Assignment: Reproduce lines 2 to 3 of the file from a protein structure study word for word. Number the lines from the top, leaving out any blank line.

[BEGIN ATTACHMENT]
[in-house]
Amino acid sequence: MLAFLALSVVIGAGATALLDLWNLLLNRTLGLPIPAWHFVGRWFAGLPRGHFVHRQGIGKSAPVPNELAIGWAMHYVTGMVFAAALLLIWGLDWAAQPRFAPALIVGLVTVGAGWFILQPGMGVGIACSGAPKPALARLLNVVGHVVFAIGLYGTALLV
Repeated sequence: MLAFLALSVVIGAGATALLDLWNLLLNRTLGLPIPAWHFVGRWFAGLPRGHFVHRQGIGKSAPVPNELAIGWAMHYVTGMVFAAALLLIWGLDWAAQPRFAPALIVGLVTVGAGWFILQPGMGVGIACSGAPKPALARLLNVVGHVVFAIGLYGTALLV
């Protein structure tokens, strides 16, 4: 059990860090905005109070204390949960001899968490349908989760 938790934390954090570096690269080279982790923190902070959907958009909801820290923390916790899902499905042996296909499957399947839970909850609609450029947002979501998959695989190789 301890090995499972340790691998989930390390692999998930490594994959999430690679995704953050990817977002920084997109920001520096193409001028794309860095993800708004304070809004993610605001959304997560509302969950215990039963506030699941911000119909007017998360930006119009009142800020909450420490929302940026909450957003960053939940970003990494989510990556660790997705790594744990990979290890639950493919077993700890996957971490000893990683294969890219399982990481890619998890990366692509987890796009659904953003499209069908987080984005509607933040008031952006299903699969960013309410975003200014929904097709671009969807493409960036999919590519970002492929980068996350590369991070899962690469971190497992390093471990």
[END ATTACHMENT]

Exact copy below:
Amino acid sequence: MLAFLALSVVIGAGATALLDLWNLLLNRTLGLPIPAWHFVGRWFAGLPRGHFVHRQGIGKSAPVPNELAIGWAMHYVTGMVFAAALLLIWGLDWAAQPRFAPALIVGLVTVGAGWFILQPGMGVGIACSGAPKPALARLLNVVGHVVFAIGLYGTALLV
Repeated sequence: MLAFLALSVVIGAGATALLDLWNLLLNRTLGLPIPAWHFVGRWFAGLPRGHFVHRQGIGKSAPVPNELAIGWAMHYVTGMVFAAALLLIWGLDWAAQPRFAPALIVGLVTVGAGWFILQPGMGVGIACSGAPKPALARLLNVVGHVVFAIGLYGTALLV